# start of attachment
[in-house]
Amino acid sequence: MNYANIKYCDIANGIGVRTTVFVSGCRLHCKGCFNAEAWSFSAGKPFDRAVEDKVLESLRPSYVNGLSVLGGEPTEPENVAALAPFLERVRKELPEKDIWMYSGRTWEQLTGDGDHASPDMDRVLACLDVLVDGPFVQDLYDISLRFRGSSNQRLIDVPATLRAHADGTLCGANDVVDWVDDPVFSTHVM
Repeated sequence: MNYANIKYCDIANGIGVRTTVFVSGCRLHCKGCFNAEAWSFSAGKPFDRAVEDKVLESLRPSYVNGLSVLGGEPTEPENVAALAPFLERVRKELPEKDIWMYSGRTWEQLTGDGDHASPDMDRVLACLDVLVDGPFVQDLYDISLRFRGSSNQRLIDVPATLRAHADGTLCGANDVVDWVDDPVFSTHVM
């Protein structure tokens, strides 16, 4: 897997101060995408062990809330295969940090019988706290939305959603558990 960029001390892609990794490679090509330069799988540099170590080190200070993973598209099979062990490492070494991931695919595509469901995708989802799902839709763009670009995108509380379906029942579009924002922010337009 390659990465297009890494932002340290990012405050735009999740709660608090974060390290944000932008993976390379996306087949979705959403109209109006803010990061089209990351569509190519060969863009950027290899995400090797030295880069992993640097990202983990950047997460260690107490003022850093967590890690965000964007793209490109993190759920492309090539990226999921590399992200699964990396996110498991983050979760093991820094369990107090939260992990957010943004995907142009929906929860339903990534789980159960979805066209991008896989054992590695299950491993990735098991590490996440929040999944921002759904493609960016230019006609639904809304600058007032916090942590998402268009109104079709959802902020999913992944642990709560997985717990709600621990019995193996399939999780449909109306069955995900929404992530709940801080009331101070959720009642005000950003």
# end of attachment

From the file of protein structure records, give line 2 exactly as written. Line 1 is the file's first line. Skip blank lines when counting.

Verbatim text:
Amino acid sequence: MNYANIKYCDIANGIGVRTTVFVSGCRLHCKGCFNAEAWSFSAGKPFDRAVEDKVLESLRPSYVNGLSVLGGEPTEPENVAALAPFLERVRKELPEKDIWMYSGRTWEQLTGDGDHASPDMDRVLACLDVLVDGPFVQDLYDISLRFRGSSNQRLIDVPATLRAHADGTLCGANDVVDWVDDPVFSTHVM